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Immediate postoperative care, with particular reference to blood-gas studies

  • C R Stephen
  • I Talton
Article

Summary

  1. 1

    The present concept that the “norinal” arterial oxygen tension is 100 mm Hg may have to be altered In patients being prepared for elective surgical procedures, the average oxygen tension was 80 4 mm Hg

     
  2. 2

    In the immediate postoperative period, arterial hypoxaemia was present in all patients who were allowed to breathe room air At the sanje time, the pH and carbon dioxide tensions of the arterial blood were within normal limits

     
  3. 3

    Patients in the age group over 50 showed greater degrees of arterial hypoxaemia than those under 50

     
  4. 4

    The administration of oxygen by mask or nasal catheter postoperatively corrected the low arterial oxygen tensions All patients should receive oxygen in the postoperative period

     
  5. 5

    The most likely explanation for the arterial hypoxaemia is a disturbance in the ventilation-perfusion ratio in the lungs

     

Keywords

Catheter Halothane Methoxyflurane Carbon Dioxide Tension Arterial Oxygen Tension 
These keywords were added by machine and not by the authors. This process is experimental and the keywords may be updated as the learning algorithm improves.

Résumé

  1. 1

    Il faut changer le concept actuel que la tension “normae” de l’oxygène artériel est de 100 mm de mercure Chez les malades préparés pour la chirurgie élective, la tension moyenne de l’oxygène était de 80 4 mm de mercure

     
  2. 2

    Durant la période postopératoire immédiate, il y avait de l’hypoxémie artérielle chez tous les malades qui respiraient l’air de la pièce Au même moment, le pH et les tensions d’acide carbonique du sang art00E9;riel se tenaient dans les imites de la normale

     
  3. 3

    Les malades de plus de 50 ans ont présenté une hypoxémie artérielle plus mportante que ceux de moins de 50 ans

     
  4. 4

    L’administration d’oxygéne par masque ou cathéter nasal a corrigé les basses tensions d’oxygène artériel Tous les malades devraient recevoir de l’oxygène durant la période postopératoire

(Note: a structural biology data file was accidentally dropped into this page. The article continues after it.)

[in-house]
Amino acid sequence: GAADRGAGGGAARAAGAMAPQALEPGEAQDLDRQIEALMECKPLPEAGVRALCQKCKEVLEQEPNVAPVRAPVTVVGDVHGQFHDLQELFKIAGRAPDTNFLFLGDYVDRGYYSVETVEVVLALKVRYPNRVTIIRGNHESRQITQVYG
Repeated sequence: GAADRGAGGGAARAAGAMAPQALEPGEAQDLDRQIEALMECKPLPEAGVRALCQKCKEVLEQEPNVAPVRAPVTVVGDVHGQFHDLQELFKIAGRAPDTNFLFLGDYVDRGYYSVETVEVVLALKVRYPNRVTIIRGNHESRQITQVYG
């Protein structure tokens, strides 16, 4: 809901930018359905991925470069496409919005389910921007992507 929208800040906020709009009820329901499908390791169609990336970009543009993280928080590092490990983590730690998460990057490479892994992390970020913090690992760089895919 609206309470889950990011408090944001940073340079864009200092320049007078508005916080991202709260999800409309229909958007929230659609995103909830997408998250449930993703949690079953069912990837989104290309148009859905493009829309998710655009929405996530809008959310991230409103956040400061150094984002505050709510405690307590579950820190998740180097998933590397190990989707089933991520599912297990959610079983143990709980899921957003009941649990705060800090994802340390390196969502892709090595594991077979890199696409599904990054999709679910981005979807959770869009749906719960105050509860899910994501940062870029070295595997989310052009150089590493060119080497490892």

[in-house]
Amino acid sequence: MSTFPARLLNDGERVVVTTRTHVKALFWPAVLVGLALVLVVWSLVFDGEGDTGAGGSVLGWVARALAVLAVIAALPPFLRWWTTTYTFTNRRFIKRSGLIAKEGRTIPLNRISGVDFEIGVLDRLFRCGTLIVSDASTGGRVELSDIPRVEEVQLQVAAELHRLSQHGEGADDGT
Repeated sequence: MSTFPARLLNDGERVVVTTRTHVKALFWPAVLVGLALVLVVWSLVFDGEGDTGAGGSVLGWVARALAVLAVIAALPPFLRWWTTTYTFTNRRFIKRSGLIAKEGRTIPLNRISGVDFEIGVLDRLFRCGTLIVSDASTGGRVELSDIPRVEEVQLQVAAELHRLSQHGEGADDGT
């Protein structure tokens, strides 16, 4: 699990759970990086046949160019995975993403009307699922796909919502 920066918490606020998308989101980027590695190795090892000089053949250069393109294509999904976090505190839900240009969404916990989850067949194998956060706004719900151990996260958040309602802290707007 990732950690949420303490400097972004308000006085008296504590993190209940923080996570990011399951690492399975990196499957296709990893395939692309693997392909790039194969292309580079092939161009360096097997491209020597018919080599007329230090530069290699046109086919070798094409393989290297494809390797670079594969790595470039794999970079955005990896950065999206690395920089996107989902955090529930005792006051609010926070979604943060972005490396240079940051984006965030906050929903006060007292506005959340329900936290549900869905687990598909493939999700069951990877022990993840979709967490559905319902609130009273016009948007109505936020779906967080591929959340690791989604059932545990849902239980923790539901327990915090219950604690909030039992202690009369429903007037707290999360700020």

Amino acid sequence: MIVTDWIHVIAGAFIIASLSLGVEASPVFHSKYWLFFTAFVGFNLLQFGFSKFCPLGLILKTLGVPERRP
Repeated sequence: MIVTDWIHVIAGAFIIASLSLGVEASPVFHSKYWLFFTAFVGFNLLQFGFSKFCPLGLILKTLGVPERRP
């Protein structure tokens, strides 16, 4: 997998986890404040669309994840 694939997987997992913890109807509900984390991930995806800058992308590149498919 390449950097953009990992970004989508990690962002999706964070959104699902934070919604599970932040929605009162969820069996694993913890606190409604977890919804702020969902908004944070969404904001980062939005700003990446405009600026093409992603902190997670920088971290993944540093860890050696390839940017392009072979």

5. 5

    L’explication la plus vraisemblable de cette hypoxémie artérielle est qu’il se produit un trouble dans le rapport ventilation-perfusion dans les poumons

     

References

  1. 1.
    Dripps, R D & Waters, R M Nursing Care of Surgical Patients The “Star-up ” Am J Nursing 41 (May, 1941)Google Scholar
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    Lambertsen, C J Gas Exchanges of the Atmosphere, Lungs and Blood Chapter 36 Medical Physiology, edited by P Bard St Louis C V Mosby (1961)Google Scholar
  3. 3.
    Raine, J M &Bishop, J M A-a Difference in O2 Tension and Physiological Dead Space in Normal Man J Appl Physiol18 284–288 (May 1963)PubMedGoogle Scholar
  4. 4.
    Bendixen, H H, Hedley-Whyte, J, &Laver, M B Impaired Oxygenation in Surgical Patients during General Anaesthesia with Controlled Ventilation New Engl J. Med269 991–996 (1963)PubMedGoogle Scholar
  5. 5.
    Stephen, C R & Talton, I Investigation of Doxapram as a Postanesthetic Respiratory Stimulant Anesth & Analg (in press)Google Scholar
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    Conway, C M &Payne, J P Post-operative Hypoxaemia and Oxygen Therapy Brit Med J1 844–845 (1963)PubMedCrossRefGoogle Scholar
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    West, J B Blood-Flow, Ventilation, and Gas Exchange in the Lung Lancetii 1055–1058(1963)CrossRefGoogle Scholar
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    Tamlin, P J, Conway, C M, &Payne, J P Hypoxaemia due to Atropine Lancet 1 14–16 (1964)CrossRefGoogle Scholar

Copyright information

© Canadian Anesthesiologists 1964

Authors and Affiliations

  • C R Stephen
  • I Talton
    • 1
  1. 1.Division of AnesthesiologyDuke University Medical CenterDurham

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